Ron Carters Great Big Band performed at Birdland as well. Mr. Carter takes you on a ride when you are playing with him. He will do something you don’t expect. That is why I love playing in his band. What an honor!!
We had a wonderful concert with the John Eckert New York 9 Nonet at St Peters Church, Manhattan, NY. This is where I have been focus some of my writing lately. This band regularly plays my compositions and arrangements. We have been together for several years and the band is really developing a strong personal sound.
Next week I am busy with The Vanguard Jazz Orchestra. First I am taking over the Lead Trombone Position in the band moving forward. Second, we are beginning the New School Residency with an Open Rehearsal on October 29th from 4-6pm, at 55 west 13th St (2nd Floor). The band will be rehearsing various charts from the book, as well as instituting an emerging composer series.
Third, after the open rehearsal, we pack up and head over to the Village Vanguard for our regular set this Monday, October 29th. Sets are at 8:30PM and 10:30PM. Finally on Saturday, November 3rd, the Vanguard Jazz Orchestra Brings Big-Band Swing to Lawrence Memorial Chapel, 510 E. College Avenue, Appleton Wisconsin, 7:30 p.m. – 9 p.m.
Next month I will be recording with the NEA Jazz Master Jimmy Heath as he puts together another big band album, subbing at the Radio City Musical Hall Christmas Spectacular, and eating lots of “healthy” food for the Holidays.
SAT, SEP 22 2018, 11:00AM I will be performing with a brass quintet for the Consecration of the XI Bishop of Newark at:
1 Center Street
The Rev. Carlye J. Hughes will be ordained and consecrated a Bishop in the one, holy, catholic, and apostolic Church and Eleventh Bishop of The Episcopal Diocese of Newark on metaspray nasal spray price in bd Saturday, September 22, 2018 at 11 AM at the New Jersey Performing Arts Center (NJPAC).
Presiding Bishop Michael B. Curry will be the Chief Consecrator. The Rev. Brenda Husson, Rector of St. James’ Church in Manhattan, will preach.
Light refreshments will follow the service.
All are invited to attend, and while there is no admission charge, NJPAC requires thatcialis super active canada each attendee seated in the auditorium must have a ticket.
Note for consecration, clergy and other and procession participants
A separate registration link has been sent to you. Please use the link sent to you (NOT the link below) so that we can send you the appropriate ticket.
Note for choir
Separate arrangements are being made for participants in the combined choir.
To accommodate NJPAC’s seating preparations, wheelchair patrons with one companion seat have separate registration fields on the same online form.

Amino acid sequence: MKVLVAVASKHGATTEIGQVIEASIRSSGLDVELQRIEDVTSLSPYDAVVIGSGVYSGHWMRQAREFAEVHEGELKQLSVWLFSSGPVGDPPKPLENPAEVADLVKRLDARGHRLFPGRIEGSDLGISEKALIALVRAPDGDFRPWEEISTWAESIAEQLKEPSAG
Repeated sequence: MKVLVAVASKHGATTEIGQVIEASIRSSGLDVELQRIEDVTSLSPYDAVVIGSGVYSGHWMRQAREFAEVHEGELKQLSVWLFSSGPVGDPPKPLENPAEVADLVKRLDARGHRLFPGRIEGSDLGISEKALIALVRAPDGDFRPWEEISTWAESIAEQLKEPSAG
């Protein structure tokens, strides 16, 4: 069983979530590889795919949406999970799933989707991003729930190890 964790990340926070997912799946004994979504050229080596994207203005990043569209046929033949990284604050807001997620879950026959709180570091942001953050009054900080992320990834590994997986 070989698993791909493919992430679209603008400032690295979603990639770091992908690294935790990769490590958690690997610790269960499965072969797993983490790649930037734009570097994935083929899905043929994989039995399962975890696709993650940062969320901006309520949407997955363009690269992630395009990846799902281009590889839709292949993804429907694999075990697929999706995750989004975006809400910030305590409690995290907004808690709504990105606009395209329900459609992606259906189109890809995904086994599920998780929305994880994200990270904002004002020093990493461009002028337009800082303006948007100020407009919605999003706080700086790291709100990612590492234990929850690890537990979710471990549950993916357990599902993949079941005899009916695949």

While individuals may order tickets using the link above, to facilitate the ticketing process, we are asking congregations and diocesan organizations to register attendees as a group using the same link. To avoid issuing duplicate tickets, the registration form requires each individual’s name.
Tickets can be picked up at the Farewell Luncheon for Bishop Beckwith on September 8; remaining tickets will be mailed the week of September 10. You may pick up (and sign for) someone else’s tickets.
Event day information
While there are several parking lots convenient to NJPAC, on the day of the event, we encourage you to car pool. Parking at Episcopal House is reserved for bishops and the Presiding Bishop’s office. Doors open at 9:45 AM; all guests not assigned to processions or to seats on the stage are requested to be in their seats by 10:30 AM for the music and procession.
The Scott Reeves Jazz Orchestra celebrates the release of their 2nd CD, “Without a Trace,” at Dizzy’s Club Coca Cola on Monday, Sept. 3 (sets at 7:30 & 9:30). Scott’s arrangements and compositions for “Without a Trace,” along with the 2016 release, “Portraits and Places,” span 18 years and embody a life’s work. Check out this profile of the band in the August issue of “Downbeat.”
Since 2008, Flushing Town Hall’s QueensJazz Orchestra, under the direction of NEA Jazz Master Dr. Jimmy Heath, has performed to thousands of jazz lovers, honoring music made popular by jazz icons who called Queens their home, featuring established jazz heroes and the next generation of greats.
This special 10th anniversary celebration on Friday, June 29 at Flushing Town Hall will honor Jimmy Heath and his life’s journey through jazz. Tickets and more at http://bit.ly/QJO2018
My wife Rosena Hill Jackson stepped in for Renee Fleming tonight in the role of Nettie at the Broadway production of Carousel in the middle of the second act. The audience gave her a big cheer and loud applause after her performance of “You’ll Never Walk Alone.” I am so proud of her. As a member of the Carousel orchestra, I was so moved that tears began to well up in my eyes as I heard Rosena sing. Everyone in the orchestra was blown away by Rosena’s singing. They all congratulated me. Thank you Rosena!!